Fenumiai’s physique is considerably different from his recruiting profile at age 18, which listed him at the same 5-foot-7-inch height, 205 pounds and 4.8 speed in the 40-yard dash. He said he still runs the 40 in five seconds or less — and that he actually ran the 40 a couple tenths of a second faster in high school than the recruiting profile shows.
Bulking up that much while maintaining most of his speed involves intense — if not expensive or overly specialized — training and diet, Fenumiai said.
“I basically eat whatever I can afford, just making sure I don’t overindulge and stuff like that,” he said. “Just making sure I eat enough to where I can perform at a high level. I grew up eating eggs, Spam and rice all the time, so I eat a lot of that. I eat a lot of chicken. And I eat a lot of fruit also. I drink a ton of water a day — I get those 42-pack waters from Costco and I drink probably like 10 to 12 a day.”
Workouts are guided by an app the Jackals provide, which means strenuous and varying activities that he’s performing alone daily without a trainer, Fenumiai said.
“Basically every day I run two miles to get my conditioning up, and basically working on squats and my legs up stretching to make sure I’m flexible and growing fast,” he said, “I do a lot of quick-base, fast-switch workouts to make sure that I’m real quick with my movements. At my position I have to use my back a lot and my legs, so I’ve been doing a lot of back workouts and doing calisthenics so I can perform well on my body, like bending over going in the scrum and just making sure my back is straight when I’m going through the scrum.”
The Jackals are entering their third season in MLR, a league that has experienced struggles since its inaugural season in 2018. An article in The Guardian in February of this year previewing the upcoming season reported “change is a constant.”
”Name tweaks and stadium switches are the least of the deal,” the article states. Late last season, the league disqualified the LA Giltinis and Austin Gilgronis, two teams owned by and named for one Australian entrepreneur. The entrepreneur, Adam Gilchrist, filed suit. All looked grim.”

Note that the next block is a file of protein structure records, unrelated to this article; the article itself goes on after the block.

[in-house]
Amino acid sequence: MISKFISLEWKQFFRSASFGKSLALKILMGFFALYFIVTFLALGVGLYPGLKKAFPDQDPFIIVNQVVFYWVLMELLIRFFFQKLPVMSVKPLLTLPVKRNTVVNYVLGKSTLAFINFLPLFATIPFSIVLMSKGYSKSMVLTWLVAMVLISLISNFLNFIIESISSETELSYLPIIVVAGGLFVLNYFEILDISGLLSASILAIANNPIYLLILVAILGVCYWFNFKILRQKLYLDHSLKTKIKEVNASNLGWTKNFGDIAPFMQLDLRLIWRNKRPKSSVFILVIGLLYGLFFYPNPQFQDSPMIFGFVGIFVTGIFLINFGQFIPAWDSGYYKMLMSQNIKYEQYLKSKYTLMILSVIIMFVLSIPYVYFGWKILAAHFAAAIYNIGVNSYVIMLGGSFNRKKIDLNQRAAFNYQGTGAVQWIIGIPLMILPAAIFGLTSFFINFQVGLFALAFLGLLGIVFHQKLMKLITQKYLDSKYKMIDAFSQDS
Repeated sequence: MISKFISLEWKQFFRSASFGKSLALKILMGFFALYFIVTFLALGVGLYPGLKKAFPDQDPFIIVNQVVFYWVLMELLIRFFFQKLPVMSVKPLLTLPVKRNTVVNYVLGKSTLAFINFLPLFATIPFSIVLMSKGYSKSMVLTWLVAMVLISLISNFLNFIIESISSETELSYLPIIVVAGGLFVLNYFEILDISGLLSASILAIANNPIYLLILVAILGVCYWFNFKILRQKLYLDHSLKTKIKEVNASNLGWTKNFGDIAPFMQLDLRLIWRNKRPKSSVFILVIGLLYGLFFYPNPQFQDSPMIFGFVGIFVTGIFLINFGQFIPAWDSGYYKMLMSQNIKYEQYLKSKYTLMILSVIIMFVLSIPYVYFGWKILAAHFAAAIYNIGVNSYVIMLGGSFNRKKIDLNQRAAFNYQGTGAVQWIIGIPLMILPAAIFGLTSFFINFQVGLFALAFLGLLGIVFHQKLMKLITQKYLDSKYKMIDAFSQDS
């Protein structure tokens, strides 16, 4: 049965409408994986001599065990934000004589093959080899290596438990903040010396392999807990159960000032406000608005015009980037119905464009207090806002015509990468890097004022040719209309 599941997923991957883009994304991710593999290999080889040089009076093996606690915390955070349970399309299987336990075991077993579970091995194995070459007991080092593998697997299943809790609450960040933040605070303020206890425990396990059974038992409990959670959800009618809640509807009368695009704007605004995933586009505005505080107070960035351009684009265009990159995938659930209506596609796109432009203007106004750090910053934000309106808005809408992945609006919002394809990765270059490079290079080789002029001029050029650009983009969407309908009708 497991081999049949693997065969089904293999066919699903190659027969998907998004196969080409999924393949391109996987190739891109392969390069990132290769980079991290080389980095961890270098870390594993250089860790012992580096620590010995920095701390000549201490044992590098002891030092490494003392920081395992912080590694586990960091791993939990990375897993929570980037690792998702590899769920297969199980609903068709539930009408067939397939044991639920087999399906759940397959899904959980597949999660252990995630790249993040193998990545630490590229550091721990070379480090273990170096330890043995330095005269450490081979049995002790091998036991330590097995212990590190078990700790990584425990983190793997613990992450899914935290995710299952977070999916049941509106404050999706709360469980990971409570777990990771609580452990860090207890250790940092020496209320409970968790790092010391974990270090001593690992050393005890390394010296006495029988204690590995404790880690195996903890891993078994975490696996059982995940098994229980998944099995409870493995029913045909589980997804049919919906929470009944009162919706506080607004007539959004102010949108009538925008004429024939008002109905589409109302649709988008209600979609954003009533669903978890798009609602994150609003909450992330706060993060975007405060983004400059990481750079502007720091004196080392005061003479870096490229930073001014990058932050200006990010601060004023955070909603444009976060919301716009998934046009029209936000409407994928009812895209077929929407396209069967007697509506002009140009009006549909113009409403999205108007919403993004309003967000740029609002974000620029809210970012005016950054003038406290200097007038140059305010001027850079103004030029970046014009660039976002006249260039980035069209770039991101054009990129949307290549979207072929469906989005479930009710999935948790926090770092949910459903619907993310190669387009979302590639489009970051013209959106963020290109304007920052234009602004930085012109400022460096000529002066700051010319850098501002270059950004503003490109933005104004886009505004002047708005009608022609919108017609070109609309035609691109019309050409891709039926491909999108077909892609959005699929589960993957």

But “all went quiet on the legal front,” the paper noted, and the league is planning to debut a 13th team in Miami for the coming season. Fenumiai said he considers the status of the Dallas team solid.
“Over the past few seasons we’ve made huge significant improvements, both on and off the pitch,” he said. “We’ve improved, the player roster and invested in team infrastructure. The ownership is respected around the league. Also, within the team our players like talking with our GM and coaches. We respect them very much and they know everything going on.”
Rugby has a far greater presence in other countries and Fenumiai said he did explore possibilities after college of playing in China or England — and might do so again — but “then this opportunity presented itself” in Dallas.
“I really wanted to play rugby at my age and don’t want to regret it in 10 years thinking why I never tried to do it.” he said.
Part of the motivation comes from his family, being the youngest of six siblings who “all have played sports in the real world,” Fenumiai said. He also has a niece who plays in the Juneau Youth Football League.
“I really want her to play rugby when she’s older and I think she’ll be real good at it,” he said.
Looking further into the future, Fenumiai said both family ties and furthering his play level are both key motivators.
“One of my huge dreams is to play for the Samoan national team — my dad was born there, my whole family’s all from there,” he said. “To be able to wear that blue jersey would be huge for me to make my dad happy and represent my dad’s country, and my background as well.”
• Contact Mark Sabbatini at email@example.com or (907) 957-2306.